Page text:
Find it online: Best travel agents
Find it online: Best package deals
High-end hotels are suffering acutely from the slump in business travel. So many are offering tourist packages with extra perks, such as guaranteed room upgrades, free local tours, and restaurant meals.
At the four-star FitzWilliam Hotel in downtown Dublin, for example, guests who pay in advance for a spring stay get breakfast each morning and one three-course dinner for just $149 a night. In London, rooms at the trendy Halkin hotel in Belgravia Square cost $285 a night if you book and pay by May 31, down from $575.
One of the very best deals right now is on luxury river cruises. French Country Waterways is offering a two-for-one deal from April to August. A six-night trip through Burgundy is $7,300 a couple vs. $15,000 normally. "It's unprecedented," says Jill Jergel, an agent who books such trips at Frontiers International Travel.
But if you'd rather live like a local ... rent an apartment in the city or a villa in the country. They are generally more economical than hotels if you're traveling with a group of friends or family. For example, the Villa Book, which does luxury rentals worldwide, lists a house in the Dordogne in France that sleeps eight people for $4,800 a week. That's just $86 per person per night. There are tradeoffs (no room service, no concierge), but you'll also have a more authentic experience.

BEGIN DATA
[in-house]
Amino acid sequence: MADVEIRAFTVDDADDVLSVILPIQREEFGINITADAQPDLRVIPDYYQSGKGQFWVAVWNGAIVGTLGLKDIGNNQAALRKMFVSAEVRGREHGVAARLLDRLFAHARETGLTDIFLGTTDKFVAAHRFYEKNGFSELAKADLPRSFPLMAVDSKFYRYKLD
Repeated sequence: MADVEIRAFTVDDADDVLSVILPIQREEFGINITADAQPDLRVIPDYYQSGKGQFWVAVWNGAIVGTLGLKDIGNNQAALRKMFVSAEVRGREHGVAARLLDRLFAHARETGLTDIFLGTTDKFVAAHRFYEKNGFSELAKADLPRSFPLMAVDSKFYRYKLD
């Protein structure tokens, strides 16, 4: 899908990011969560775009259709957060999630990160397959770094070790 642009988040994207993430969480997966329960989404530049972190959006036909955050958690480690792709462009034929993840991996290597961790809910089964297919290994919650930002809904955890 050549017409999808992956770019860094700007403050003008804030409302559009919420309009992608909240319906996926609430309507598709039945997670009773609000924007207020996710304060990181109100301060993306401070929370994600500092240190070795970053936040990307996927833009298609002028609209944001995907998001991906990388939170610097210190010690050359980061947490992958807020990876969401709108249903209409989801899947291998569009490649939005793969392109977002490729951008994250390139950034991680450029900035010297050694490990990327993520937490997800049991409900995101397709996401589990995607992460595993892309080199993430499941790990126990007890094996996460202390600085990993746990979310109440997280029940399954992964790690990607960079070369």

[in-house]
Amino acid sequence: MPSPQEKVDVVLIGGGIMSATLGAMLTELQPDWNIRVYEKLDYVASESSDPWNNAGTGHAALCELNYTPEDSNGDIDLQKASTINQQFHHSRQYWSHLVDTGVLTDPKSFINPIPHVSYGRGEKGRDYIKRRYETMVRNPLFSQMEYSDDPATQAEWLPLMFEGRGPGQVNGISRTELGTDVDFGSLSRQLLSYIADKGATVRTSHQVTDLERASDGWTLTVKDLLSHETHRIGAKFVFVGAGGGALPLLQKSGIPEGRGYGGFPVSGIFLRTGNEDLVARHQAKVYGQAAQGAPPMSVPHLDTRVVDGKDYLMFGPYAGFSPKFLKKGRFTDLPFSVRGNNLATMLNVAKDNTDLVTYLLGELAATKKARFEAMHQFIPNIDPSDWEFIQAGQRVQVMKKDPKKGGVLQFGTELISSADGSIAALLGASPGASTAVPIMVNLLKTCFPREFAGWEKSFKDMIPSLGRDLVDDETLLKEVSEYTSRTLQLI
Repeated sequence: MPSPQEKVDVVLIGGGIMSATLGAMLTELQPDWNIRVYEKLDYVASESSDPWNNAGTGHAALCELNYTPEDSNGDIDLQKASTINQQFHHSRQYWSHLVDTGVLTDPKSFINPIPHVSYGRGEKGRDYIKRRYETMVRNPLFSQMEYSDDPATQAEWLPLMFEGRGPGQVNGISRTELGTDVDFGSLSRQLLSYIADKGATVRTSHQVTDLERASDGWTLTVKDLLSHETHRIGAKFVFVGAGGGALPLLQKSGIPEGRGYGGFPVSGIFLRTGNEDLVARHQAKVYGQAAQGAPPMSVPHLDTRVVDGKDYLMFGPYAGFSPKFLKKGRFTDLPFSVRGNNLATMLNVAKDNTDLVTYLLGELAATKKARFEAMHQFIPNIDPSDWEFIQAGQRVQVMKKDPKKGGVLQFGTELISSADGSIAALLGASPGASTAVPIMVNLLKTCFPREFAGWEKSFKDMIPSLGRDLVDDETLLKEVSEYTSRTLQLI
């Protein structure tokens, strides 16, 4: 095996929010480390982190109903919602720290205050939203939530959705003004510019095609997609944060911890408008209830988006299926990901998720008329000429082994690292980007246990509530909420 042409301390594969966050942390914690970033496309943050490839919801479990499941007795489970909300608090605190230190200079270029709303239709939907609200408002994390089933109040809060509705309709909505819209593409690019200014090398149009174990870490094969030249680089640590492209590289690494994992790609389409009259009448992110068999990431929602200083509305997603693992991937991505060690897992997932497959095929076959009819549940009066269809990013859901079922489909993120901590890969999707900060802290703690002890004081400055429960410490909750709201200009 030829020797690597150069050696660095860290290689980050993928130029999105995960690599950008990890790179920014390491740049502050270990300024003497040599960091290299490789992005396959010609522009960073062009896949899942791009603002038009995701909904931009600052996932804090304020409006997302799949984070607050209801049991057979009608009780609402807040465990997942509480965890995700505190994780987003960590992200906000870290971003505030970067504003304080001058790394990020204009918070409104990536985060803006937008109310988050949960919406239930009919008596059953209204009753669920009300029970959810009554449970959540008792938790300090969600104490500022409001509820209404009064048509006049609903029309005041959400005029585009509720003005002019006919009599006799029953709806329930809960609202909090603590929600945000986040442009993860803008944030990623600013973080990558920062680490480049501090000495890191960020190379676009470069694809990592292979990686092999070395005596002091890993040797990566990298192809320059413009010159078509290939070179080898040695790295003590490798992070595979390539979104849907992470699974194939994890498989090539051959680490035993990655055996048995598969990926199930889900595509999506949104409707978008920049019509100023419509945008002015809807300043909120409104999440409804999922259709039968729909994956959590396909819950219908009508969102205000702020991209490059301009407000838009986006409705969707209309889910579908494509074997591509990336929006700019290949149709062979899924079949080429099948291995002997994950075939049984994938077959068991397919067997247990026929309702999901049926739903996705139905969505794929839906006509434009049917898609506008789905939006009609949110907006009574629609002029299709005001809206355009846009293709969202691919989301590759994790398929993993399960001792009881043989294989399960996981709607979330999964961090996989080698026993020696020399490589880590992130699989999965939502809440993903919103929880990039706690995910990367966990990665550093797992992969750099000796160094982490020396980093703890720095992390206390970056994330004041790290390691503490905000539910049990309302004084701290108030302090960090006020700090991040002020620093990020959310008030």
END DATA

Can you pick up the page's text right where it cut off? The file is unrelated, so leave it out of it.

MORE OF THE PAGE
Find it online: Hotel deals
Find it online: Villa rental deals
If you want to visit more than one destination, you might think first of Europe's extensive train system. But such travel can be surprisingly costly, and it means you waste as much as a day of vacation getting around. I
f you're going less than 200 miles, European no-frill airlines such as Ryanair and EasyJet may prove a better deal. A roundtrip flight from Paris to Barcelona is just $165 on Ryanair, vs. $230 for a Eurail train ticket. Just be sure you're wise to no-frill carriers' pricing gimmicks. Checking luggage can cost extra, as can getting an assigned seat. Factor those costs in. Booking at least two weeks in advance will give you the biggest savings.
But if you're traveling with a caravan ... think road trip. With three or more people, it's probably cheaper to rent a car. Keep in mind that the price of gas is higher in Europe ($5 to $6 a gallon) and the cost of insurance is greater in some countries too. Even so, you'll have a little extra to spend on your lattes in Paris or pints in London.
Find it online: Intra-europe flights